North Island dodges tainted beef

Biggest supermarkets unaffected by E.coli beef scare.

Despite a nation-wide beef recall initiated last week by the Canadian Food Inspection Agency it seems that many North Islanders can squeeze in the last barbecues of the season without fear.

Representatives from the three big North Island supermarkets — SuperValu and Marketplace IGA in Port McNeill, and Overwaitea in Port Hardy — said this week their customers are unaffected.

Marketplace IGA has an exclusive contract with a different company and SuperValu was also using a different supplier, so both were unaffected. In Port Hardy, Overwaitea does not use ground beef from XL Foods, the company at the heart of the scare, and made a decision to withdraw other products from the company as a preemptive move after the initial advisory.

The CFIA detected the bacterium E.coli O157:H7 during routine tests at the Alberta-based XL Foods on September 4, prompting an investigation. During this investigation the CFAI identified beef trimmings, used by grocers and secondary processors in ground beef products, distributed on specific dates as being a potential carrier of the bacteria.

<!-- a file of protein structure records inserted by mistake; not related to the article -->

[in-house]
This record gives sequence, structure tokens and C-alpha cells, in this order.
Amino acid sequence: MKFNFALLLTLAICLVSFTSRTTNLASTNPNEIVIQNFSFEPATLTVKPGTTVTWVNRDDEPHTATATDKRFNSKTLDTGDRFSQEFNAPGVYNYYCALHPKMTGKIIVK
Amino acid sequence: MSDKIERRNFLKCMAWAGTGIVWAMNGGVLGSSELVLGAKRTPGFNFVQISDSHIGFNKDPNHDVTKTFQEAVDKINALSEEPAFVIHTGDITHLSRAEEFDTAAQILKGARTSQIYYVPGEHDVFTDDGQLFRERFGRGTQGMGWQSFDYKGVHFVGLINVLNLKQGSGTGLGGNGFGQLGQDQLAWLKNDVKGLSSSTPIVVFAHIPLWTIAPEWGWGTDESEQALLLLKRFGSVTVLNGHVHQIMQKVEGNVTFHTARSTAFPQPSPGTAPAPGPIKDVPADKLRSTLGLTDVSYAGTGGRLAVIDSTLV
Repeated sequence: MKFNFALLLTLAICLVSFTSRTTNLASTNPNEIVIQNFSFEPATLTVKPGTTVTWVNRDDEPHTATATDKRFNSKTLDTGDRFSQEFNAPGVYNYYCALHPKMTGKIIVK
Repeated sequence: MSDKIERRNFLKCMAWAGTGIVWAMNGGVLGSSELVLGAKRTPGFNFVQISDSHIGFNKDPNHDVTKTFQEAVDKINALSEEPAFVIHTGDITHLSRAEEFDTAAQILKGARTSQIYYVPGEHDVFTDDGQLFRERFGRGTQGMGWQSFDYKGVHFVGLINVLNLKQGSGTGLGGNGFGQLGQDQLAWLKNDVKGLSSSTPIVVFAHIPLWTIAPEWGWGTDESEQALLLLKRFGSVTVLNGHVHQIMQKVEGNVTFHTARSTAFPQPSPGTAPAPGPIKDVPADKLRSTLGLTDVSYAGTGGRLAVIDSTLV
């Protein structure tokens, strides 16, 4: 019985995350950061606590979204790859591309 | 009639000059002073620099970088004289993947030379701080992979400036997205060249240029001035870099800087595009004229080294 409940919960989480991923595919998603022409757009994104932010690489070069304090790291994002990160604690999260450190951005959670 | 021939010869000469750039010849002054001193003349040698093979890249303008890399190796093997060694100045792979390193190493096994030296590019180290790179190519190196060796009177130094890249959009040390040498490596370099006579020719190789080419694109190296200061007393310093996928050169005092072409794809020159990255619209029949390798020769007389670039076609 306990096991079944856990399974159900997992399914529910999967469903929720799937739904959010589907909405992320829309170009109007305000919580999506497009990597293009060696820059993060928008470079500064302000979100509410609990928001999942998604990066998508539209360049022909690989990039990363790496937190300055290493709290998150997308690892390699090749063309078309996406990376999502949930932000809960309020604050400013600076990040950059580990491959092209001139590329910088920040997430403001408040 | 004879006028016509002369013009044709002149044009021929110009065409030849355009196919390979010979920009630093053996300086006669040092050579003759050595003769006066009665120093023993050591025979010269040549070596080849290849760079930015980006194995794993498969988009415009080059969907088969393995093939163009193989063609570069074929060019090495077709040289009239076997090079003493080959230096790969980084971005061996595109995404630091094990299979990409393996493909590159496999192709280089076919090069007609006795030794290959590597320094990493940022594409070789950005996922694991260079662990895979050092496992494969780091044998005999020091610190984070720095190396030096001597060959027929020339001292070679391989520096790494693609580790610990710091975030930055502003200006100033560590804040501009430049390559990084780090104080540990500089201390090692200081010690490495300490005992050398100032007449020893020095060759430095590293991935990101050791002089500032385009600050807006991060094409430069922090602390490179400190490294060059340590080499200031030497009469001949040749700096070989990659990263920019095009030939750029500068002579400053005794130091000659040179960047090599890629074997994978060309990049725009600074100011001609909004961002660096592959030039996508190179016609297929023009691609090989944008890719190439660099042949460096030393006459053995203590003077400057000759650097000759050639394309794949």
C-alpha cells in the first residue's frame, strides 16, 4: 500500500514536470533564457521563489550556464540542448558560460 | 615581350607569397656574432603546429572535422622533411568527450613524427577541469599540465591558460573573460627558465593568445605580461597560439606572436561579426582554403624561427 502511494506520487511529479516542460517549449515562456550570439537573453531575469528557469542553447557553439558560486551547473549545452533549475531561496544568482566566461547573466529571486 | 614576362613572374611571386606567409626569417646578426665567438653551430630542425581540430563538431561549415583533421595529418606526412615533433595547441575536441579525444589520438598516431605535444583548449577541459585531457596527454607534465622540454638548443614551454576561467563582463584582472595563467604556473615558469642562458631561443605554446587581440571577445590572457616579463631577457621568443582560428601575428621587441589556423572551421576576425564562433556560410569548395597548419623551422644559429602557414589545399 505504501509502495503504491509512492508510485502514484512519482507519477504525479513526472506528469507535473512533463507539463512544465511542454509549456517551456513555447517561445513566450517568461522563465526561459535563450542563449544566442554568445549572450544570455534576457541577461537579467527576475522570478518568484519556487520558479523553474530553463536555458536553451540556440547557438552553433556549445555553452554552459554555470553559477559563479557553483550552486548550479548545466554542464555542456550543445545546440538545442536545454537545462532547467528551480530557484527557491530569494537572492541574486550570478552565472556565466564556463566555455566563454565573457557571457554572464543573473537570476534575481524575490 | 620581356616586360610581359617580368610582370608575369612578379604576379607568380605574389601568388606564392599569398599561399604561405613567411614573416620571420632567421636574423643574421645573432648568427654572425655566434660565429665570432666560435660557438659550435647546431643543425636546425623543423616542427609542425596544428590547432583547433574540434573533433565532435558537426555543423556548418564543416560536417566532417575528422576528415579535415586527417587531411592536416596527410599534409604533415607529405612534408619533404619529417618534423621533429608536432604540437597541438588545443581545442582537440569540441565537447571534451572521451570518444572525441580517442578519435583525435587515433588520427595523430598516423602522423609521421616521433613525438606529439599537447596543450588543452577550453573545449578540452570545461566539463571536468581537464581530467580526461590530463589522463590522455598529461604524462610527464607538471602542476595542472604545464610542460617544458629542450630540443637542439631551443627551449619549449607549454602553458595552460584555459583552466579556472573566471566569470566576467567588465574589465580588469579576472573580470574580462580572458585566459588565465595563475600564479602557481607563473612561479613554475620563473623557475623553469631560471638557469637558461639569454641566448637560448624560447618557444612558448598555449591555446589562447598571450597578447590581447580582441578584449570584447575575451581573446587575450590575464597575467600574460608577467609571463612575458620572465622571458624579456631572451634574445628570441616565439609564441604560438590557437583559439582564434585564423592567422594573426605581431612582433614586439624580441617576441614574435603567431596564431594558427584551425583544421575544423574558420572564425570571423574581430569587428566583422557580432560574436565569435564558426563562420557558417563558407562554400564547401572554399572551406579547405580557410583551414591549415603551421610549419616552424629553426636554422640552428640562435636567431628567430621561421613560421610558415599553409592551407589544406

As the investigation into the plant continued this week, the CFAI expanded the list of potentially affected products to include whole cuts of meat produced on the same dates as the tainted beef trimmings, leading to a recall of products from nation-wide chains like Walmart and Costco.

The bacteria has symptoms including cramps and nausea, and can lead to Hemolytic Uremic Syndrome, a type of kidney failure and blood disorder that can be fatal. Symptoms usually start between three and ten days after ingestion, and last from five to ten days.

So far, there have been four confirmed cases of E.coli poisoning in Alberta which have been linked to the contaminated beef, with nine more cases currently under investigation.

Due to the wide range of potentially affected products, the CFAI is advising consumers unsure if they have the affected beef in their home to check with the store where the product was purchased or throw it out.

 

A full list of the products included in the recall, as well as the dates in question and information on E.coli and food safety, can be found on the CFAI’s website, www.inspection.gc.ca.